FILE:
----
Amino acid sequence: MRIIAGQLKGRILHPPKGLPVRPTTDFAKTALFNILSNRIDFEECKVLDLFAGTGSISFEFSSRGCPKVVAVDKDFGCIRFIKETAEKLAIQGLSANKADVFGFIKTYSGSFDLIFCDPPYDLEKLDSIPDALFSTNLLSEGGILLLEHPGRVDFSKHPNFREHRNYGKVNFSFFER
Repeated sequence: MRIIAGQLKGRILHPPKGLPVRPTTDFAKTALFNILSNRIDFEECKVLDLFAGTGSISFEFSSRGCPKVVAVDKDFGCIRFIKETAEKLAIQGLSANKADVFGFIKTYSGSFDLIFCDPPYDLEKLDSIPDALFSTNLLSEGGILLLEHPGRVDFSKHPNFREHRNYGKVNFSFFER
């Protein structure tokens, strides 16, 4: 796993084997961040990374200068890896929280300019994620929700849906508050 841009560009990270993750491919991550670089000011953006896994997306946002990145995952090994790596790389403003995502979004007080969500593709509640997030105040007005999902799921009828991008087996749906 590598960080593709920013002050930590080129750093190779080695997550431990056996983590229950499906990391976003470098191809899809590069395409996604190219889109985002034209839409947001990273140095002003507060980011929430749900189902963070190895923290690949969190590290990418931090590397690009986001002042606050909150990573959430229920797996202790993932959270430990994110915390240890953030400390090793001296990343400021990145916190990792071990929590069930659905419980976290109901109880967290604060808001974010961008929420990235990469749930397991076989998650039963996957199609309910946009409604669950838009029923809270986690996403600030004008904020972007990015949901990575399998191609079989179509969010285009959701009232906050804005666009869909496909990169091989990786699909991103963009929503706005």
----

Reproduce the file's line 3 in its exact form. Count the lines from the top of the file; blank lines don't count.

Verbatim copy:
């Protein structure tokens, strides 16, 4: 796993084997961040990374200068890896929280300019994620929700849906508050 841009560009990270993750491919991550670089000011953006896994997306946002990145995952090994790596790389403003995502979004007080969500593709509640997030105040007005999902799921009828991008087996749906 590598960080593709920013002050930590080129750093190779080695997550431990056996983590229950499906990391976003470098191809899809590069395409996604190219889109985002034209839409947001990273140095002003507060980011929430749900189902963070190895923290690949969190590290990418931090590397690009986001002042606050909150990573959430229920797996202790993932959270430990994110915390240890953030400390090793001296990343400021990145916190990792071990929590069930659905419980976290109901109880967290604060808001974010961008929420990235990469749930397991076989998650039963996957199609309910946009409604669950838009029923809270986690996403600030004008904020972007990015949901990575399998191609079989179509969010285009959701009232906050804005666009869909496909990169091989990786699909991103963009929503706005």